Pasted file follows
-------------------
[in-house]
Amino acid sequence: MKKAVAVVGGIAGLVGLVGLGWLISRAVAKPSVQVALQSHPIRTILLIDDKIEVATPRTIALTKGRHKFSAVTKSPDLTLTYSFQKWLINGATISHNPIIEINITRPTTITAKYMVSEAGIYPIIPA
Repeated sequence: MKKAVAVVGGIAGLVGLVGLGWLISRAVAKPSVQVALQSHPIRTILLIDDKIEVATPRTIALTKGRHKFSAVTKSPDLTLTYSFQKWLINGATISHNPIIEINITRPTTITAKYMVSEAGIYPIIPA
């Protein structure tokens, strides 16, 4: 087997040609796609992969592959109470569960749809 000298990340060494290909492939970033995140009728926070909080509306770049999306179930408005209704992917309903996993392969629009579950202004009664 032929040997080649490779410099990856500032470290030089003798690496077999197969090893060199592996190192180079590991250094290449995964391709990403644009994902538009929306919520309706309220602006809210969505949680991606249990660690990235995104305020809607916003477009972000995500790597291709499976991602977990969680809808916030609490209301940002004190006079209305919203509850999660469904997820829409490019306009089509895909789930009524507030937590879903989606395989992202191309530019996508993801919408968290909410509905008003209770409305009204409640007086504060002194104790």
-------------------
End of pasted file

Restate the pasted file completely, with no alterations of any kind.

[in-house]
Amino acid sequence: MKKAVAVVGGIAGLVGLVGLGWLISRAVAKPSVQVALQSHPIRTILLIDDKIEVATPRTIALTKGRHKFSAVTKSPDLTLTYSFQKWLINGATISHNPIIEINITRPTTITAKYMVSEAGIYPIIPA
Repeated sequence: MKKAVAVVGGIAGLVGLVGLGWLISRAVAKPSVQVALQSHPIRTILLIDDKIEVATPRTIALTKGRHKFSAVTKSPDLTLTYSFQKWLINGATISHNPIIEINITRPTTITAKYMVSEAGIYPIIPA
């Protein structure tokens, strides 16, 4: 087997040609796609992969592959109470569960749809 000298990340060494290909492939970033995140009728926070909080509306770049999306179930408005209704992917309903996993392969629009579950202004009664 032929040997080649490779410099990856500032470290030089003798690496077999197969090893060199592996190192180079590991250094290449995964391709990403644009994902538009929306919520309706309220602006809210969505949680991606249990660690990235995104305020809607916003477009972000995500790597291709499976991602977990969680809808916030609490209301940002004190006079209305919203509850999660469904997820829409490019306009089509895909789930009524507030937590879903989606395989992202191309530019996508993801919408968290909410509905008003209770409305009204409640007086504060002194104790």